Collisions return to CERN lab
After three years of silence, the Large Hadron Collider is smashing atoms with more power than ever.
Experiments at the powerful particle collider have restarted at CERN, Europe’s particle-physics laboratory, after significant upgrades.
It is ten years since the Large Hadron Collider (LHC) at CERN was used to confirm the existence of the Higgs boson.
The proton beams of the Large Hadron Collider (LHC) can now circulate at higher intensities and record energies, allowing physicists to learn more about the Universe at the smallest scales.
The LHC is colliding proton beams at a world-record-breaking energy of 13.6 tera electron volts (TeV).
This week’s declaration of “stable beams” marks the end of the LHC’s re-commissioning period, and will soon hit its full Run-3 operating intensity.
The stronger beams mean scientists can gather more data and apply new analysis techniques to look for physics outside the standard model, as well as going back over existing anomalous results from previous collisions.
The LHC will run around the clock for nearly 4 years, with only some technical stops during the winter months, delivering an unprecedented wealth of proton and heavy-ion collisions.
More-compact proton beams will allow the LHC to maintain a peak rate of collisions for longer, enabling experiments to collect more data in this run than in the previous two combined.
A collision energy of 13.6 trillion electron volts (TeV), up from 13 TeV in the previous run, raises the probability of creating heavier and unknown particles.
“The new run promises to more than triple the currently accumulated dataset at a new energy frontier. We have prepared a broad scientific programme, taking advantage of new upgrades to our experiment,” says Dr Andreas Hoecker, spokesperson for the ATLAS experiment running on the LHC.
The return of LHC beams comes after more than three years of upgrade and maintenance work, with new detector systems and electronic infrastructure installed in the cutting-edge lab 100 metres underground.
“Run 3 will see our sensitivity to new physics processes increase, as we explore new types of collision events that were previously out of reach,” says researcher Dr Pamela Ferrari.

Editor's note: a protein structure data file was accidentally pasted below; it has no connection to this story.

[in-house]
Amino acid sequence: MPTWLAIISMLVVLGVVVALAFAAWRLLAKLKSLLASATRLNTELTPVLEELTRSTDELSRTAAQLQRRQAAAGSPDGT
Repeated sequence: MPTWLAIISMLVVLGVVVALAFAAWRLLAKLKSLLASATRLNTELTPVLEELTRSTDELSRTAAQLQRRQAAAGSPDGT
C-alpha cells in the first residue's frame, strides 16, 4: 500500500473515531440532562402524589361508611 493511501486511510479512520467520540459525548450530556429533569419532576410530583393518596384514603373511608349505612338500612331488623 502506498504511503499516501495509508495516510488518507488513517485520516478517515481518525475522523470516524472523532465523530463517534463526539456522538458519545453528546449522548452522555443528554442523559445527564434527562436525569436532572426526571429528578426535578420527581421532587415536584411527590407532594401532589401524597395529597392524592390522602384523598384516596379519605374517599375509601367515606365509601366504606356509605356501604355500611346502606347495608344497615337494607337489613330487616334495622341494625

“During the shutdown, we paid particular attention to improving our online event filtering system (or ‘trigger’).
“By refining our selection upstream with new detector systems, we should be able to identify some of the most difficult-to-spot signatures which could be left by new particles.”
Among the event signatures that would benefit from the new triggers is dark matter production.
“The search for dark matter is a very important part of our physics research programme,” says Dr Hoecker.
“We know from numerous observations of gravitational effects that dark matter exists in the universe. If it is made of particles, as most physicists expect, these may interact with protons or the Higgs boson and be produced in LHC collisions.”
Dark matter is invisible and can only be spotted when produced with other, visible particles. The dark matter then appears as localised missing energy in a collision event, which physicists can measure.
The Higgs boson remains a central focus.
While it was discovered in Run 1 essentially through its interactions with force-carrier bosons, the larger and higher-energy Run-2 data sample allowed ATLAS to measure Higgs-boson interactions to matter particles (fermions) of the heaviest, third generation, and to observe all of its major production modes.
In Run 3, these measurements will be further improved and the Higgs boson interactions with second-generation particles, such as muons, and its interaction with itself will become a focus.
The official launch video is accessible below.